Young black girls are rarely ever seen as innocent and are unjustly treated

I once normalized the idea that love + abuse could co-exist.

You are a survivor of sexual trauma which makes your project that much more deep and touching, especially for the women who have been and will be impacted. Are there ever times where you feel a need to separate this work from your own experiences, or have you been able to use your story fully in creating healing environments and experiences for these women?

Deun Ivory: I am fully immersed in this project. i believe that being an effective servant leader in this particular context requires my presence, in its entirety. Compartmentalization has always been my go-to in life, but God is showing me the necessity of bringing my full self and sharing my story because my pain has purpose. My story empowers others. My faith in God is how I even made it here in the first place. I have a responsibility to share my narrative and share myself with those whom i’ve been called to.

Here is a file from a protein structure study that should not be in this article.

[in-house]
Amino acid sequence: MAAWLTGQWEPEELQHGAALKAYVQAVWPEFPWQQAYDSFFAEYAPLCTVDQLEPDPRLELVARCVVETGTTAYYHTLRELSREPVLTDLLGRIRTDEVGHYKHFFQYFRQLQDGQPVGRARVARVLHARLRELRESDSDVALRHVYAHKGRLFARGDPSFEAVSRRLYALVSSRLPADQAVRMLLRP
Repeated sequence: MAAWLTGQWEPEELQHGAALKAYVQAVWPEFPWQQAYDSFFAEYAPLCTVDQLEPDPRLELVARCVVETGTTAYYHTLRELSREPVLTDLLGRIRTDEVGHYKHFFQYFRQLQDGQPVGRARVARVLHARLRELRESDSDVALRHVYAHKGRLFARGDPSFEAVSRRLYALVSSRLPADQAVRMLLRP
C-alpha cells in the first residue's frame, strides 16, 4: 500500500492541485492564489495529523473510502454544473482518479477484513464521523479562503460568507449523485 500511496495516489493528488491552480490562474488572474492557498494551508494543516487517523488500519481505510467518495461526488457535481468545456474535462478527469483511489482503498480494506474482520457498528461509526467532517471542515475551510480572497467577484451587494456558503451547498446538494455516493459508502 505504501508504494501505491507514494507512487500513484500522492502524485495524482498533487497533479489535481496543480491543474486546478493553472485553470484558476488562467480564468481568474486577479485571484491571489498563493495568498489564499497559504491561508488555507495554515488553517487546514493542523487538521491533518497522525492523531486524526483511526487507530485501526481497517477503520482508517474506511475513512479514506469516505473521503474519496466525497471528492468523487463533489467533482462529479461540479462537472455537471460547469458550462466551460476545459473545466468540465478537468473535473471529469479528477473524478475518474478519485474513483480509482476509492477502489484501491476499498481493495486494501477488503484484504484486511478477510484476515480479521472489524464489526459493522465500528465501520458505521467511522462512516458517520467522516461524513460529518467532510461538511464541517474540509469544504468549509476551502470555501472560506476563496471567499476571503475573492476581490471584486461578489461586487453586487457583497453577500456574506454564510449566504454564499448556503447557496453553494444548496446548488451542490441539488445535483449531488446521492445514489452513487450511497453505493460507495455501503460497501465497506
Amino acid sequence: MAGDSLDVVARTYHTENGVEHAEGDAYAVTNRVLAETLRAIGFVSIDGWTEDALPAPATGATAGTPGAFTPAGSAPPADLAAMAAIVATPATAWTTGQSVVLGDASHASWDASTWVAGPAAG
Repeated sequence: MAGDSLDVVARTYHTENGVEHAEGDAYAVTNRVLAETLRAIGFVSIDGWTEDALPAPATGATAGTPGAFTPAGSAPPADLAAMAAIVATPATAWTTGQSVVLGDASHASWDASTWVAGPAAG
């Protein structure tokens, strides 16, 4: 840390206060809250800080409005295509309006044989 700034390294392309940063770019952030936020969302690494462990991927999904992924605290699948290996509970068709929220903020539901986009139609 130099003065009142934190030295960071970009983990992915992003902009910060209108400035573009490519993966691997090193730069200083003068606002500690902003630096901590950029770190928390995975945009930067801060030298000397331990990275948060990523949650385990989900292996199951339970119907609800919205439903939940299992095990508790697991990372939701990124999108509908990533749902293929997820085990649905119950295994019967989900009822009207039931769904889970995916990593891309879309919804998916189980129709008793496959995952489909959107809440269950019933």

What does it mean to view and experience the body as a home for love? What are practical ways that black women can move through their experiences of sexual trauma and get to the other side of wholeness and self love?

Deun Ivory: To experience the body as a home for love means identifying your body as a dwelling place for God’s spirit. A dwelling place for joy and peace. A safe space where you’re able to express your true authentic self. It’s where you feel the most liberated, because you identify your body as yours.

Practical ways for sexual assault survivors to journey to self-love and wholeness, is to first, accept that it happened to you, feel all the feels about it however long it takes, and then release it via writing, a confidant, a scream, an outpour of some sort. As long as you get it out of you.

I think it’s necessary to understand that keeping it bottled is toxic.

Self-love, in my opinion, requires that we ask ourselves uncomfortable questions and address any situations that cause uneasiness. Wholeness is about harmony, love, and light, and on the journey of reclaiming harmony, love, and light, we have to give ourselves permission to open up about it. In whatever way feels right to you.